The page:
boards and signs at every mile Is of no
use, and changed the law so that the plac
ing of such signs shall be merely optional.
The statement was made that the law Is
not now enforced.
The house passed senate bills to regulate
the number of codes to be distributed free
In the state, to revise the law as to motor
vehicles, to give park commissioners power
to pave near parks, and In regard to affi
davits in assessment; also, house bills, to
provide for an assessor outside of a town,
and to add "rooming houses" to the law
In regard to hotels.
The aenate defeated a bill to authorize
Insurance of -doctors," dentists and drug
gists against damageaults or loss "in con
sequence. of error .or, mistake in the treat
ment of patients or the compounding of
drugs." o;
The bill had been reported favorably, but
received only five votes.-' The senate passed
a bill to appropriate $1,000 to aid In build
ing a dam across the' Iowa river at the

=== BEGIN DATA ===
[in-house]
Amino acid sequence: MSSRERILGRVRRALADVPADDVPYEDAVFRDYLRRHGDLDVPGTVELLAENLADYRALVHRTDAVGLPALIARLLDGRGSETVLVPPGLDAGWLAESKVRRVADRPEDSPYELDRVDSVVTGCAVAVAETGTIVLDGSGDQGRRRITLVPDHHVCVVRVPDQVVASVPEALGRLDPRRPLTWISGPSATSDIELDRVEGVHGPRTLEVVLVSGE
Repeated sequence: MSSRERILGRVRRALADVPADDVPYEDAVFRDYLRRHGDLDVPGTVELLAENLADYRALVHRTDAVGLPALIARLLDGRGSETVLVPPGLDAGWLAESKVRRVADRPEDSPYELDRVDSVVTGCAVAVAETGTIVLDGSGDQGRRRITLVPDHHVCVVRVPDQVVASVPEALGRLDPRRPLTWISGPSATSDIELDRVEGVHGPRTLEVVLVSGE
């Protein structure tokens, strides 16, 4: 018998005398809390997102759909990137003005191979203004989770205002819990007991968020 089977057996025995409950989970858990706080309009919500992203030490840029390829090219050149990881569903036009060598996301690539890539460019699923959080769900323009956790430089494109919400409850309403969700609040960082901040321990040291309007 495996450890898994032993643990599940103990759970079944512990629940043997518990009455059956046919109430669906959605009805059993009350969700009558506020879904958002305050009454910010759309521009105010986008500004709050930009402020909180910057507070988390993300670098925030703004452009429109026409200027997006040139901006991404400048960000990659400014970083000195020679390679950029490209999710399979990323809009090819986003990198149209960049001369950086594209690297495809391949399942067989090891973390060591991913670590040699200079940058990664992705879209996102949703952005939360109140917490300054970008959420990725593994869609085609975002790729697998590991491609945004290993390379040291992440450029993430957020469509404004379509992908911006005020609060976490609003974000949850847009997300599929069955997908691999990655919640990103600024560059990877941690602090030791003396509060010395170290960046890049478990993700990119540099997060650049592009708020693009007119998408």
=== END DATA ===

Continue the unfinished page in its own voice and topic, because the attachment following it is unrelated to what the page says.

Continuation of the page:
Soldiers' Home. The aenate also passed a
bill to forbid the sale of liquor to persons
who have taken treatment at any institu
tion for the drink habit
Too Many Holiday.
Despite the fact that today wa a legal
holiday, George Washington's birthday waa
not observed in the schools of the city.
Lesson went on as on every other day
and no reference to "The Father of His
Country" waa made. The school board de
cided there had been too many legal holi
days. Including Lincoln day. There was
no display on the downtown streets and
the city had the appearance of having evi
dently forgotten to celebrate.